Oceanic Segment III: The Eckman Spiral
Isn’t that the coolest name you ever heard??
The Eckman Spiral flows on logically from the Coriolis Effect. In the Southern Hemisphere, Coriolis dictates that things kinda want to go left. Vice versa in the north.
So if you are a volume of water, just kicking it on the surface of the ocean in the sunny northern tropics and a wind comes along and moves you, you go with the wind, but also go a little to the right, in accord with Coriolis. So if a wind comes along from the south (so pushing everything northish), you will end up going something like 45degress east of north (45degrees to the right of north) once Coriolis and the wind direction are both accounted for.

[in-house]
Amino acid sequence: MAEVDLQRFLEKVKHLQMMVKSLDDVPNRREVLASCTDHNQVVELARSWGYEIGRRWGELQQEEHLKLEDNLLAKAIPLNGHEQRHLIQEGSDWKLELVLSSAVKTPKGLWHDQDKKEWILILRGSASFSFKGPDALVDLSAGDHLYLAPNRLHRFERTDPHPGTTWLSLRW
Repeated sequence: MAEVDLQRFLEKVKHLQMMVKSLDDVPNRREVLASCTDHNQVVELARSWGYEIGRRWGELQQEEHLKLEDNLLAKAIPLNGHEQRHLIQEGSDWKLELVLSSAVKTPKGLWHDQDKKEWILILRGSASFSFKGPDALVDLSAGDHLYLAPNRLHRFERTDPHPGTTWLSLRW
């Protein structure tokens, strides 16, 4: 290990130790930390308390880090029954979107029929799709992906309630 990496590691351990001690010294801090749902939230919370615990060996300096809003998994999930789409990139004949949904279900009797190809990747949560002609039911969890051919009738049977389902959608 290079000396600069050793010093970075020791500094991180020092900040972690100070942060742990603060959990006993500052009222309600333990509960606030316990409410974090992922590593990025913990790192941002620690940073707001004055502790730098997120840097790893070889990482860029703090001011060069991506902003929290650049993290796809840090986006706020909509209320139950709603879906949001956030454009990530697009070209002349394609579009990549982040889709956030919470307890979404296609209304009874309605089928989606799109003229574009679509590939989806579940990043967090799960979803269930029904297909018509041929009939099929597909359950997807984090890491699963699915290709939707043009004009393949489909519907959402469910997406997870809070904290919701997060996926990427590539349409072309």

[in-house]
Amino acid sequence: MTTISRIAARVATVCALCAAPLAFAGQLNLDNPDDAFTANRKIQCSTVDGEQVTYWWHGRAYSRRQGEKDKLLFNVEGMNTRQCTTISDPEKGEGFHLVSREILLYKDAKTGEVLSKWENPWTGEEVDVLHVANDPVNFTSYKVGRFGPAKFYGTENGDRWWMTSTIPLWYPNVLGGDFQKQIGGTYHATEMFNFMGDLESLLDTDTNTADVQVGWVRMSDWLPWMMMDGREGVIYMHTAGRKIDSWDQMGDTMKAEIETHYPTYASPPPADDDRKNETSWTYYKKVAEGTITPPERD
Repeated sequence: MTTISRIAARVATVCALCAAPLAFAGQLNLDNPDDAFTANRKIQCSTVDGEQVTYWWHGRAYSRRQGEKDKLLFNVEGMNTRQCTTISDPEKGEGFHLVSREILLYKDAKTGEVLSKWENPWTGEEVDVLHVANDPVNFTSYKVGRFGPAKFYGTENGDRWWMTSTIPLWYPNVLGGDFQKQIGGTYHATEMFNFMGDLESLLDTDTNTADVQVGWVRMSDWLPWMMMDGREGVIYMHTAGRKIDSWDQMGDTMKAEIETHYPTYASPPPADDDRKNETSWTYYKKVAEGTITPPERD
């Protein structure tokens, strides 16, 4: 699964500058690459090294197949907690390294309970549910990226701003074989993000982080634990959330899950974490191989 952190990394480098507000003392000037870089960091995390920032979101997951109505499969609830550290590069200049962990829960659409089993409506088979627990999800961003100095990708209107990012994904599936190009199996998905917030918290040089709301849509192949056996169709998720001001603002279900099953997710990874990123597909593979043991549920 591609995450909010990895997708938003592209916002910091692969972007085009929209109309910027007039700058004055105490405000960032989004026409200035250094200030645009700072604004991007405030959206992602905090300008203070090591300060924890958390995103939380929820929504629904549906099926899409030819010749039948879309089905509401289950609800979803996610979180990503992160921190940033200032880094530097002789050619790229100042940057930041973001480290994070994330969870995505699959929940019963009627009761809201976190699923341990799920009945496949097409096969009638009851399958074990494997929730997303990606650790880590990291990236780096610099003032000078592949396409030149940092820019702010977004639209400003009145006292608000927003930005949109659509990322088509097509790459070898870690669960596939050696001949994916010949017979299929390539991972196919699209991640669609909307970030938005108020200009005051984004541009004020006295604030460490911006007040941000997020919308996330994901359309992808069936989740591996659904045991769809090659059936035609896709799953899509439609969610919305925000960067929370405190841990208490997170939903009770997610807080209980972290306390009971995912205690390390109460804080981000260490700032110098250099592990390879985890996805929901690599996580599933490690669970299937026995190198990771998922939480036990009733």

So much for the surface waters.
Now the waters just below the surface never see the wind themselves. But they feel it indirectly through the motion of the surface waters. The surface waters move the deeper waters as they themselves move. But instead of being a force moving north like the wind was, they are moving east-of-north. So the deeper waters have forces urging them east-of-north (the surface waters) and slightly to the right (Coriolis), so they move a little more easterly again than the surface waters.
This effect continues down the water column, with each consecutively deeper volume of water moving more easterly than the volume above it.
And once all the levels are added up and accounted for, the whole water body moves 90degrees to the right of the direction of the wind. So, because of the Eckman Spiral, a wind from the south makes water masses move straight east.
This has major consequences for other processes such as upwelling, that we shall discuss in the next oceanic concept.